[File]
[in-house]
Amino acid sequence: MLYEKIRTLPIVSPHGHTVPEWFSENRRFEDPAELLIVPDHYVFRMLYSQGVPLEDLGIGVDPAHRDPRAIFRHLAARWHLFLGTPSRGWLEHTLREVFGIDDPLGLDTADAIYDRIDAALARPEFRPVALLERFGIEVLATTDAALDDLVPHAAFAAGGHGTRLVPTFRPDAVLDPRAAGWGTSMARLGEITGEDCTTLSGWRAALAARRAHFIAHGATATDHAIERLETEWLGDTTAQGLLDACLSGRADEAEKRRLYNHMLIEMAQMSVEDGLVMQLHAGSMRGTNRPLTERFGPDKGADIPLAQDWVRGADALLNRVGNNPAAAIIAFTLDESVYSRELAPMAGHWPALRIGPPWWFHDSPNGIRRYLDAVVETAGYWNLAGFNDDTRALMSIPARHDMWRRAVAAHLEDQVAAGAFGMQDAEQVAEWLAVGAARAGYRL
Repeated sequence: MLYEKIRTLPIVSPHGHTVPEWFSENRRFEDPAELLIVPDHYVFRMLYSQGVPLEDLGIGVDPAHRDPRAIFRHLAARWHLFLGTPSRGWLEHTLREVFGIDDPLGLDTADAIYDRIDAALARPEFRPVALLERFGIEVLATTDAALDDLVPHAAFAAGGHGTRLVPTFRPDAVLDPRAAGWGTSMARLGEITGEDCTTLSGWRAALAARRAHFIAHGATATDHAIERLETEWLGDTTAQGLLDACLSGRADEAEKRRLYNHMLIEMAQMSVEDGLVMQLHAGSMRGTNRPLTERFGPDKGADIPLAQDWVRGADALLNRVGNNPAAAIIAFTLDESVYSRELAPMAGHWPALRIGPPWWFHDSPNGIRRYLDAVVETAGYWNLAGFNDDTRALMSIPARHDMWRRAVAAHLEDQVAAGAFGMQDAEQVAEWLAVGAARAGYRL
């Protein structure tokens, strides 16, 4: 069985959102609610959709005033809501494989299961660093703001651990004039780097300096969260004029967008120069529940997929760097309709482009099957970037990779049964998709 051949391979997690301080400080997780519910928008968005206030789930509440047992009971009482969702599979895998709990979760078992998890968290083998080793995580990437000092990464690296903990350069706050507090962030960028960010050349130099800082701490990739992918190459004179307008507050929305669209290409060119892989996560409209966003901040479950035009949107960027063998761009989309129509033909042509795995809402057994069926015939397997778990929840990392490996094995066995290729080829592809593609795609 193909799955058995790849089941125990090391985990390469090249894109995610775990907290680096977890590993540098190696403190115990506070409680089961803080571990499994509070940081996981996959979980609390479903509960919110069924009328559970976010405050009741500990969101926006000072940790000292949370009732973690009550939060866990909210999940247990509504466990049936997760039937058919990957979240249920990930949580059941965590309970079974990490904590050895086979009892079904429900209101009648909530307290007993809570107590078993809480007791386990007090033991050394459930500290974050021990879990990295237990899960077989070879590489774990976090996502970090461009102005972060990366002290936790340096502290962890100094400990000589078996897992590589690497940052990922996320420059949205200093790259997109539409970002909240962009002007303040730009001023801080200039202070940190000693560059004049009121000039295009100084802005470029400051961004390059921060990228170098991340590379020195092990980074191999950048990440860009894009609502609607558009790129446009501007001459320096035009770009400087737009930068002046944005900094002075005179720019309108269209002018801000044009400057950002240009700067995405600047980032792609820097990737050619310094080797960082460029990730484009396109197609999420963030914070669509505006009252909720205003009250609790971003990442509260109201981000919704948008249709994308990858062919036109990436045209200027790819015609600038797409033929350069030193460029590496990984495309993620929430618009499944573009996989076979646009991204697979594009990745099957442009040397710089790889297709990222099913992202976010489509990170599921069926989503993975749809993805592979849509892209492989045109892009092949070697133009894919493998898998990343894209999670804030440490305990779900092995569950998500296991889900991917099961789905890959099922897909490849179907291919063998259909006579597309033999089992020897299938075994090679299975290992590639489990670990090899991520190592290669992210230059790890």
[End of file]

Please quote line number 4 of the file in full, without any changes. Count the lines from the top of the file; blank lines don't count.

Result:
């Protein structure tokens, strides 16, 4: 069985959102609610959709005033809501494989299961660093703001651990004039780097300096969260004029967008120069529940997929760097309709482009099957970037990779049964998709 051949391979997690301080400080997780519910928008968005206030789930509440047992009971009482969702599979895998709990979760078992998890968290083998080793995580990437000092990464690296903990350069706050507090962030960028960010050349130099800082701490990739992918190459004179307008507050929305669209290409060119892989996560409209966003901040479950035009949107960027063998761009989309129509033909042509795995809402057994069926015939397997778990929840990392490996094995066995290729080829592809593609795609 193909799955058995790849089941125990090391985990390469090249894109995610775990907290680096977890590993540098190696403190115990506070409680089961803080571990499994509070940081996981996959979980609390479903509960919110069924009328559970976010405050009741500990969101926006000072940790000292949370009732973690009550939060866990909210999940247990509504466990049936997760039937058919990957979240249920990930949580059941965590309970079974990490904590050895086979009892079904429900209101009648909530307290007993809570107590078993809480007791386990007090033991050394459930500290974050021990879990990295237990899960077989070879590489774990976090996502970090461009102005972060990366002290936790340096502290962890100094400990000589078996897992590589690497940052990922996320420059949205200093790259997109539409970002909240962009002007303040730009001023801080200039202070940190000693560059004049009121000039295009100084802005470029400051961004390059921060990228170098991340590379020195092990980074191999950048990440860009894009609502609607558009790129446009501007001459320096035009770009400087737009930068002046944005900094002075005179720019309108269209002018801000044009400057950002240009700067995405600047980032792609820097990737050619310094080797960082460029990730484009396109197609999420963030914070669509505006009252909720205003009250609790971003990442509260109201981000919704948008249709994308990858062919036109990436045209200027790819015609600038797409033929350069030193460029590496990984495309993620929430618009499944573009996989076979646009991204697979594009990745099957442009040397710089790889297709990222099913992202976010489509990170599921069926989503993975749809993805592979849509892209492989045109892009092949070697133009894919493998898998990343894209999670804030440490305990779900092995569950998500296991889900991917099961789905890959099922897909490849179907291919063998259909006579597309033999089992020897299938075994090679299975290992590639489990670990090899991520190592290669992210230059790890």